Khasimon Phanbuh, a Seng Khasi community leader, who had been vice-president of the Bharatiya Janata Party (BJP)’s women’s wing in Meghalaya in 2007, however, says the push for indigenisation or a Khasi cultural assertion among Christian Khasis (comprising about 75 per cent of Meghalaya’s population) actually came from “an indirect pressure” from its small but influential non-Christian Niam Khasi population (about 25 per cent).

Indigenisation also seems to be a result of the accommodation of various faiths in a single family that is uniquely Khasi. So, the push for Khasisation may have come from ‘within’.

Pastor Kysoibor Pyrtuh says his grandfather “became a Presbyterian by choice in his 80s”.

When writer and music producer K. Mark Swer’s grandfather died, his funeral rites were half Christian – in deference to some of the family members who were Christians – and half of the indigenous faith he was born into. “When his son, my uncle, died he was given a proper Khasi traditional funeral because he actively followed the traditional faith. Another uncle was given a Christian burial because he ‘followed’ his wife’s faith, though he never converted. There’s no big conflict. Lots of Khasi families have this mix,” says Swer.

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Reviving the revival

Lambok Toi, Khasi Evangelist, Revival Service, Shillong. | Photo Credit: Tarun Bhartiya Lambok Toi, Khasi Evangelist, Revival Service, Shillong. | Photo Credit: Tarun Bhartiya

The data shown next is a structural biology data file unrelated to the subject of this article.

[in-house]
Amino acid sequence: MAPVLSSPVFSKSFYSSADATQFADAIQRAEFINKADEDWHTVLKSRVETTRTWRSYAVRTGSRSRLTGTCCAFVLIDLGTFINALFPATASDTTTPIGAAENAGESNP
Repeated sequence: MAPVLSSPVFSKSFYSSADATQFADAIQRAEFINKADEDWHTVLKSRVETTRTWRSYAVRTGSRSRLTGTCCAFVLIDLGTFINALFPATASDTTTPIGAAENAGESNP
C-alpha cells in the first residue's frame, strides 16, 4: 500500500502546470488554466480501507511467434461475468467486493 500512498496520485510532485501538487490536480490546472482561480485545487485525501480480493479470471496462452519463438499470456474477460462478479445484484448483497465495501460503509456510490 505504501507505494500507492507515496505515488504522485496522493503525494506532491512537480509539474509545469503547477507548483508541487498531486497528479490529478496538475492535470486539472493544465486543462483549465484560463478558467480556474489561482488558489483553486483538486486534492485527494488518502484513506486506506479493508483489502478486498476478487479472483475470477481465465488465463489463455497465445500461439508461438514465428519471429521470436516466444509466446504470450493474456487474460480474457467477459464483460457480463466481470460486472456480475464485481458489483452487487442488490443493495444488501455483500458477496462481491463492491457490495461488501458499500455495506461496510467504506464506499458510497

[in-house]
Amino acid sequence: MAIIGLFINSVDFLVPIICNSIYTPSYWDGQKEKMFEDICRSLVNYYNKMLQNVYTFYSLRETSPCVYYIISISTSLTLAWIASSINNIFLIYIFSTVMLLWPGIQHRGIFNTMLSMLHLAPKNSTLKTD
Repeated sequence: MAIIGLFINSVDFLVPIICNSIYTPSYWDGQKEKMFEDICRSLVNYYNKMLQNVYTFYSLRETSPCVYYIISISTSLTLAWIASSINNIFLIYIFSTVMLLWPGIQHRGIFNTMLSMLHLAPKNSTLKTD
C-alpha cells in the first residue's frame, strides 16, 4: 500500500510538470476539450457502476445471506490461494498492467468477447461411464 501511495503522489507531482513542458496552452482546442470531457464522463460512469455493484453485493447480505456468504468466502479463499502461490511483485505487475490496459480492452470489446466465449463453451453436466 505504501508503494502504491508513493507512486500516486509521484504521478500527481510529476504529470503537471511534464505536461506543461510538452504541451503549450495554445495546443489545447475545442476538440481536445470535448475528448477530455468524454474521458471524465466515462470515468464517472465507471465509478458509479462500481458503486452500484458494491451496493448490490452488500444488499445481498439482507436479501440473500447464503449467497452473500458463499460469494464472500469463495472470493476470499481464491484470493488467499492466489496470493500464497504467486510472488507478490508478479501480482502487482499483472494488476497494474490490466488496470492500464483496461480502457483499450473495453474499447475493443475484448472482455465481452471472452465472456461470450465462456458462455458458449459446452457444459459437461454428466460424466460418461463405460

Lambok Toi, Khasi Evangelist, Revival Service, Shillong. | Photo Credit: Tarun Bhartiya

A greater challenge that is facing Christianity in the hills is faithlessness among the young, said Bhartiya. What is true for all organised religions is true for Christianity in these hills. This is why he was surprised by the signs of a ‘revival’ especially among the Presbyterians — mass hysteria, children declaring themselves prophets, being touched by the Holy Spirit, the seeing of angels, and daily full-house attendance at church — washing over the Khasi hills in 2006. The majority of Khasis are Presbyterians followed by Catholics and Anglicans.

“There is of course the historical reason, they were celebrating 100 years of the coming of Christianity to the hills. Deeply convinced of their relationship with God, the young were channelling the pain and tribulations of their community. As an atheist, I could have dismissed this event as ‘delusion’, but I chose to believe in their belief,” he says.

Writer Avner Pariat of Shillong, whose grandfather was a church elder, says many Church families were “astounded, quite shocked” by the unfolding of events. “Even now, there have been reports of attempts to sustain the revival in certain personality-driven religious cults.”

Revival is, however, no longer a mass phenomenon, adds Bhartiya, but “people keep praying for it. The search for salvation is, after all, a constant struggle.”

Open-air Sunday service in Khasi Jaintia Presbyterian synod, Khasi hills. | Photo Credit: Tarun Bhartiya
Open-air Sunday service in Khasi Jaintia Presbyterian synod, Khasi hills. | Photo Credit: Tarun Bhartiya

(Edited by Srinjoy Dey)